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It is nerve-wracking for my parents to have a sick daughter 700 miles away. They’ve lost countless nights’ sleep from receiving hysterical phone calls from me; or less dramatic, but no less terrifying, phone calls from my Rector informing them that I was taken to the ER in South Bend, Indiana. Despite the fact their anxiety could be exponentially lessened by my willingness to remain home, or transfer to a local school, they have never tried to push me into abandoning my goal of graduating from ND.

Paddy and I arrived in Indiana about three weeks ago. My Grammy and Grandaddy and cousin, Lily, were here with me the first week, my mom stayed through the next week, and then my dad spent this past week with me. Early this morning my dad returned to Philadelphia, and Paddy and I woke up to an empty house. I’ve known this day would inevitably come, but that doesn’t make loosing my “security blanket” of family nearby any easier.

One of the lovely families I’ve befriended at ND, and in the South Bend community, heard of my dad’s departure and arrived at my doorstep with a beautiful bouquet of fresh flowers from the Farmers Market. Mrs. Guibert said she hoped the “happy” sunflowers would brighten the house. I am blessed and comforted by the knowledge that I have my ND family to lean on and turn to in times of need.

The sunflowers Mama Guibert brought me immediately reminded me of an old friend, now an angel, Alex Bilotti.
The sunflowers Mama Guibert brought me immediately reminded me of an old friend, now an angel, Alex Bilotti. Alex is an inspiration to all who knew her. 
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The Golden Dome of Notre Dame by Teddy Fitzgerald, grade 7

A close friend and loving supporter, Stephen, recently introduced me to a song by his brother, called One Call Away. While the song was presumably not written for this purpose, I think it serves as the perfect anthem for parents to send their kids off to college. It is a touching reminder to independence-craving twenty-somethings that they should venture out on their own path in confidence that the people who love them unconditionally will always be just one call away. In my case, it is equally reassuring to know my team of doctors, who are consistently frustrated by my desire to receive my schooling so far away (“There are so many great schools on the East Coast,” they plea), are nonetheless willing to stand by my decision and similarly remain one call away (even if that call comes from the South Bend ER in the middle of the night… sorry Dr. Goldberg!). Despite my slightly broken, very fragile wings, I don’t give up in my attempts to fly because I trust I have a nest of family and friends to catch me when I fall. Wonder woman and Superman, thank you for that.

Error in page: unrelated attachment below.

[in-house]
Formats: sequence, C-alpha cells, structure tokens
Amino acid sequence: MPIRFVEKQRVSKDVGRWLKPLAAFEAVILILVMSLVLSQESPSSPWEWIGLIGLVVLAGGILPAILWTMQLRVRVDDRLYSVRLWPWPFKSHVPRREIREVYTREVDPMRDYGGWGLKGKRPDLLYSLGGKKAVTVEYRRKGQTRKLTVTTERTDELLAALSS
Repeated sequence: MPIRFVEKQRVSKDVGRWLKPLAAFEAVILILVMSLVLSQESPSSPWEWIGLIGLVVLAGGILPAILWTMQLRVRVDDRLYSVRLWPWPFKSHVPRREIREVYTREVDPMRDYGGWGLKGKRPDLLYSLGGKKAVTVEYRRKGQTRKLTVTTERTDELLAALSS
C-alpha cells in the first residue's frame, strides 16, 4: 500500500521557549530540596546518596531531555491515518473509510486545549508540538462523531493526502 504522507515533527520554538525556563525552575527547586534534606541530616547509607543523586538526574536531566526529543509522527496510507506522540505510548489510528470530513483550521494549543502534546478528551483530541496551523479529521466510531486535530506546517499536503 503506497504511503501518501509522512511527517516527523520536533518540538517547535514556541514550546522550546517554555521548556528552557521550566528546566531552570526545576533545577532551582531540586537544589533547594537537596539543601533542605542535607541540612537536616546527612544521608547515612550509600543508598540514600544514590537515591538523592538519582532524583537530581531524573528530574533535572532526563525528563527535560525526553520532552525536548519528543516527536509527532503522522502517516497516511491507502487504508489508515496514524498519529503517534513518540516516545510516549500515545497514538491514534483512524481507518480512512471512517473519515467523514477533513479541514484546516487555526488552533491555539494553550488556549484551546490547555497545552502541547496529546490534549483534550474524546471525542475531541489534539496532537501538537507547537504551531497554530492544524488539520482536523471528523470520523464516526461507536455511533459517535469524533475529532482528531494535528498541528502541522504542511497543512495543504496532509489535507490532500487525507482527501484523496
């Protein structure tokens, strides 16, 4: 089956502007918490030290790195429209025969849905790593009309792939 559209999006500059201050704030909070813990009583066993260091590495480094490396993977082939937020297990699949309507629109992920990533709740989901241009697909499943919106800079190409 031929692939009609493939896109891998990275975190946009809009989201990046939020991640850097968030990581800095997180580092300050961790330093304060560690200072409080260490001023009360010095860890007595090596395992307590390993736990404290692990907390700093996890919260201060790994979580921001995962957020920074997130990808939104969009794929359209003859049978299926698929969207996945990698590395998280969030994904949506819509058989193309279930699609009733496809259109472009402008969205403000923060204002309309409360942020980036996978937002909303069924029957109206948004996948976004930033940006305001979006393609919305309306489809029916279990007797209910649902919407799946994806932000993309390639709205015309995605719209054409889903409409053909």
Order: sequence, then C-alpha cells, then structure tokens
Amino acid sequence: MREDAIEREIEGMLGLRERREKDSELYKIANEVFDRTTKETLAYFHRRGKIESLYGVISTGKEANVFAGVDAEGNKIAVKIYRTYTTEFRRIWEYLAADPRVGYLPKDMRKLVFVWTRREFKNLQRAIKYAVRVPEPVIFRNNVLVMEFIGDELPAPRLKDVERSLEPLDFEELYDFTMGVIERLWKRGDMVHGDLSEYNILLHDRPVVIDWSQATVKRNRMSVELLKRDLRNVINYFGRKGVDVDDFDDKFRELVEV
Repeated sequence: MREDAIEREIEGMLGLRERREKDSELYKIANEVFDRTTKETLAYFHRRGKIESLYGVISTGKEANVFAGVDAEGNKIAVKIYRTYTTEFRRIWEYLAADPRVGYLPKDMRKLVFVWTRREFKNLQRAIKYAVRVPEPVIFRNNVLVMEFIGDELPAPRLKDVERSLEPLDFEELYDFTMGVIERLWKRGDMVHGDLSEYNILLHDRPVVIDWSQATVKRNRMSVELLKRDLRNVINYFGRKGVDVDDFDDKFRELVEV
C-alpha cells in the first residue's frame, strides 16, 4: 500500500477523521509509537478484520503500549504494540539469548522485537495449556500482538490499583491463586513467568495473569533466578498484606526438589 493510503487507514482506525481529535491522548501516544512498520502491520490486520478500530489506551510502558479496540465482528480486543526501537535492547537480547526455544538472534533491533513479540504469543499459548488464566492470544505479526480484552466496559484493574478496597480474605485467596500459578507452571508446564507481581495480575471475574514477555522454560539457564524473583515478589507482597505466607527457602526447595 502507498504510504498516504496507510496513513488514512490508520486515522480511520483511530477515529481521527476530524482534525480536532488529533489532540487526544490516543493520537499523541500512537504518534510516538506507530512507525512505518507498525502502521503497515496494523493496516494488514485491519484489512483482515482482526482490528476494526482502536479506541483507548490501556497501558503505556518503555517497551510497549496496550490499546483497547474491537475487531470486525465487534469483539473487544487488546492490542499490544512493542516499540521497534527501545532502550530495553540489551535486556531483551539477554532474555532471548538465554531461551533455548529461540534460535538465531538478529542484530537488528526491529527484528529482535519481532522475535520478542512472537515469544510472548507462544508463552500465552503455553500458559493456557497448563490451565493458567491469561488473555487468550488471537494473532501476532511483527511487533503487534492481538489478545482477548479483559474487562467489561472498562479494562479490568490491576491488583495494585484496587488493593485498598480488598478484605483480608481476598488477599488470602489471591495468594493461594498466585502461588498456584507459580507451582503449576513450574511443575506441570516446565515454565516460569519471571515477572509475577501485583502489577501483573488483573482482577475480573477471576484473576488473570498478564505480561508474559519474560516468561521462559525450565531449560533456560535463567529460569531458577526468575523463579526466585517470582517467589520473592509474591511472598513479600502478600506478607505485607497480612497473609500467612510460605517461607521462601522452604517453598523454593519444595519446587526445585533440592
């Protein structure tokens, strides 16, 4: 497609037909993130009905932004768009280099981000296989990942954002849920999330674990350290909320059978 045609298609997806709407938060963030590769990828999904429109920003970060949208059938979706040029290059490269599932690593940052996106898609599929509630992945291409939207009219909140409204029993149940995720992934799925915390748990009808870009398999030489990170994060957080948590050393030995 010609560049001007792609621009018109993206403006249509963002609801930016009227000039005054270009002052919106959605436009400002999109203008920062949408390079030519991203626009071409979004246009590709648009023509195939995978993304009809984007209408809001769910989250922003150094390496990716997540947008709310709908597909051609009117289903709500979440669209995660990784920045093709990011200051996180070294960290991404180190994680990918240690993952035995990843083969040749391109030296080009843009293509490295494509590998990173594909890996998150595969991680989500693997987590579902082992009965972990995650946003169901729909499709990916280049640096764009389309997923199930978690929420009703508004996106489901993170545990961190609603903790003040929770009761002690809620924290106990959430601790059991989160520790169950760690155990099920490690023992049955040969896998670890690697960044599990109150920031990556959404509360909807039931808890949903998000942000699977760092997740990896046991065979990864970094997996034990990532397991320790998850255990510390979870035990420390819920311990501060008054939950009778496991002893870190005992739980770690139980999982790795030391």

Come along with me and don’t be scared
I just wanna set you free
C’mon, c’mon, c’mon
You and me can make it anywhere
For now, we can stay here for a while
Cause you know, I just wanna see you smile

No matter where you go
You know you’re not alone

I’m only one call away
I’ll be there to save the day
Superman got nothing on me
I’m only one call away

And when you’re weak I’ll be strong
I’m gonna keep holding on
Now don’t you worry, it won’t be long
Darling, and when you feel like hope is gone
Just run into my arms

Thankful for all my “BFF”s

The year before I became acutely ill, in addition to playing for an ultra-competitive club field hockey team, I was a multi-sport athlete for my high school. To categorize myself as “active” would be a profound understatement. The girls on my indoor field hockey team would tease me at tournaments, because I ran or skipped everywhere! Oh, you forgot something at the court? No worries! Francie is already leaping across the arena to grab it for you…

Landing on my back, sequestered to bed after my initial EBV infection was a harder hit than I ever took in any field hockey game. While that time was necessary for my immune system to have a fighting chance at defeating the invader, the deconditioning of my body that occurred as a result made the return to a decent level of functioning exponentially more difficult to achieve. To this day one of the steepest, uphill battles I’ve endured was the intense physical therapy program prescribed by a team of doctors at CHOP. It was also one of the most rewarding endeavors to date. In the beginning of the process, simple aquatic therapy sessions would push me over the edge. I vividly remember sitting in the car after PT, balling my eyes out from the pain of nerve desensitization.